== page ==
Thursday, 5 April 2012

Consejos para tener una buena experiencia en el extranjero

Some tips for a successful year abroad that I wish someone had sent me when I was nineteen:

Figure out what you want to gain from your time abroad before you go.

It sounds like a really simple piece of advice, but you need to be clear about what you want to achieve from your time away before you get on the aeroplane. Do you want to learn a new language? Experience a new culture? Meet new people? Gain more independence? Or do you simply want some time away from it all? Remember that being clear about what you want is the only way you'll ever succeed in getting it.

Check that your goals are realistic and plan how you're going to make them happen.

It's all very well saying you're going to learn Spanish/ German/ Chinese whilst you're away, but how likely is fluency in 6 months? What steps are you going to take to learn as much as possible? Get on the internet, do your research, ask questions and then make it happen.  
And for God's sake, please don't make one of your goals 'finding yourself'. Surely if you lost yourself you'd look in places that you'd already been rather than running off to another continent? As the poster on my bedroom wall says: 'life isn't about finding yourself, it's about creating yourself.'

Go alone
It's always nice to have someone with you when you're doing something scary. Just like it's always preferable to have someone you know sitting next to you on an aeroplane (if only so you won't spend your dying moments clutching the clammy hand of a complete stranger if the engine fails). But at the end of the day, the only way to ensure your control of your experience is to do it solo. It might be the one time in your life when you don't have to compromise with anyone about anything, which is about the most liberating thing ever.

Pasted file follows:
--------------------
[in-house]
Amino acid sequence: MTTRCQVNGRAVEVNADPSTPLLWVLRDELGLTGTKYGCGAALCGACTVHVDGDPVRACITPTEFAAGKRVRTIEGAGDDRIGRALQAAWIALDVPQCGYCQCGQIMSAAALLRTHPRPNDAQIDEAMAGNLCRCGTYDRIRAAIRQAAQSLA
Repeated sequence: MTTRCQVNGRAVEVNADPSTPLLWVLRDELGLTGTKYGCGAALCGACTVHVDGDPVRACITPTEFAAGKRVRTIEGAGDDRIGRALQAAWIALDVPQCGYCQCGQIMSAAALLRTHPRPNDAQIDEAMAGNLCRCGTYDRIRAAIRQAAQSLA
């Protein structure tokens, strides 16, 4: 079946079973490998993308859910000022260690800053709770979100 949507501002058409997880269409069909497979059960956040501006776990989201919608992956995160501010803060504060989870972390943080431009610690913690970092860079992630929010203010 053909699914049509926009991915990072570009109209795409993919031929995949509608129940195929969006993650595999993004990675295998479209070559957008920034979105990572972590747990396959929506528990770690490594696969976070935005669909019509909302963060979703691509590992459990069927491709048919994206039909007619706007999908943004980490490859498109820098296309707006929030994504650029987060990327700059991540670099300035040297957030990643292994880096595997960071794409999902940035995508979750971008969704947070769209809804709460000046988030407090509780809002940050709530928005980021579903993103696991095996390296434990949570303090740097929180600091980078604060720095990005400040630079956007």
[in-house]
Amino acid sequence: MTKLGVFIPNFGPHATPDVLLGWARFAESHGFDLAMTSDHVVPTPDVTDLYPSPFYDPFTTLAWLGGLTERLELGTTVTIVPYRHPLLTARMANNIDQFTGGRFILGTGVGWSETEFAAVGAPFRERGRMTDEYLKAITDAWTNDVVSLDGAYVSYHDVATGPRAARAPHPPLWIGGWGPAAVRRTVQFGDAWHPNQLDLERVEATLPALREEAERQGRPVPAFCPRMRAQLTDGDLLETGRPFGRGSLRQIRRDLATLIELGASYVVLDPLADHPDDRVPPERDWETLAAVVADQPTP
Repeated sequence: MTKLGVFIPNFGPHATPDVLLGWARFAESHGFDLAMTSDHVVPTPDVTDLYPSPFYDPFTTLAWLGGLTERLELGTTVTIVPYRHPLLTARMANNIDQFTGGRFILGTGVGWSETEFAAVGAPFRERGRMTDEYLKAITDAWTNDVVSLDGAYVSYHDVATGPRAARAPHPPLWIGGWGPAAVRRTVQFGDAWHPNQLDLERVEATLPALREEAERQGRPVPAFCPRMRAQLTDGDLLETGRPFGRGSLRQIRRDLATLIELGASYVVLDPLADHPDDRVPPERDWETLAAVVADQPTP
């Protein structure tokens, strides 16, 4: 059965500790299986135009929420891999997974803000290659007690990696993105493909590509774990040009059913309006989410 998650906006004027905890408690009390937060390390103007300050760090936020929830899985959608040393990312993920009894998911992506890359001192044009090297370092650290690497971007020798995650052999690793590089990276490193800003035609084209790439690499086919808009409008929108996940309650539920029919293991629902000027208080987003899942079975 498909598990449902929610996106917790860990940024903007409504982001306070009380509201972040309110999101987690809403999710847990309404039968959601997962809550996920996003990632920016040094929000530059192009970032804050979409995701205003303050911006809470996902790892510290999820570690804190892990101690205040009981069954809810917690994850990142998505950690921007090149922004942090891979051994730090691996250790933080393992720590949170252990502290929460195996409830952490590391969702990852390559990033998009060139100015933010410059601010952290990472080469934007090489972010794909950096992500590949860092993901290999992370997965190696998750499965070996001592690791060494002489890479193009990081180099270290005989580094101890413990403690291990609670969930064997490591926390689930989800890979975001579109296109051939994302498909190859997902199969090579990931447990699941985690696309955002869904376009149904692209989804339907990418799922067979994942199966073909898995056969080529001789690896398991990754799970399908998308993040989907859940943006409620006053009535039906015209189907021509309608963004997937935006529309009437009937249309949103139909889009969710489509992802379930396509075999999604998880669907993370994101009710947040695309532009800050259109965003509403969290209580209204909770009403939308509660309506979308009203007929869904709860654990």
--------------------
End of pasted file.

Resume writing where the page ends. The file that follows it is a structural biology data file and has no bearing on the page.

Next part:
Live with locals

The most tempting thing to do when you move to a foreign country is to latch on to other foreigners. You discover your new environment with them, you party with them, you share your problems with them, so why not go the whole hog and live with them too? Bad move. No-one can give you more insight into a place than a person who has lived there for years, and you will reap the benefits of living with a native speaker if you're trying to learn another language. Try for flat shares in France and if you're looking for compañeros in Spain.

Keep in contact with the people who matter

In this digital age, there's no excuse for not keeping in touch with your friends, family and loved ones at home whilst you're off on a jolly. Chat on Facebook, video call on Skype (or buy a Skype phone subscription that allows you unlimited phonecalls to anywhere in the world for a very reasonable fee), send emails, start a blog, send postcards and write letters. Actually, write LOTS of letters.

Don't get romantically involved with anyone from your peer group unless - 
1) you're in love with them
2) you enjoy living a life similar to a soap opera.

Anyone who's done Erasmus/ language teaching abroad will know what I mean here. It's a completely unexplainable phenomenon, but the majority of people seem to transform into pigeons in heat as soon as their toes touch foreign soil. So A gets off with B on Friday night, B gets off with C on Saturday night, A is jealous and gets off with D, B gets off with E to show A that he doesn't care that he got off with D and then B and D are awkward around each other because they've both got off with A. And A and C want to fight each other because they both really want to be with B. Confused? Just imagine this were your life.


The internet is a wonderful resource while you're away. Facebook will inevitably have a group for foreigners in the city you're living in, you can find clubs and language exchanges on and is a godsend to meet awesome new people.

Don't get paralysed by fear

The one question everyone always asks me when I go to a new place is: 'What happens if you don't like it?' Well, it's quite simple, really. I get on a plane and I go home. There's absolutely no shame or weakness in walking away from something if you're not happy with it, there's only a problem when you don't try something at all or stick it out in order to keep up appearances.

Listen to Mark Twain

'Sail away from the safe harbor
Catch the trade winds in your sails.

Wise words indeed.


Luc said...

There's nothing wrong with some harmless shifting. I like the rest of your points though, even if I'm really bad at following them!

Claire said...

Ha, you were the Erasmus Shifting King!

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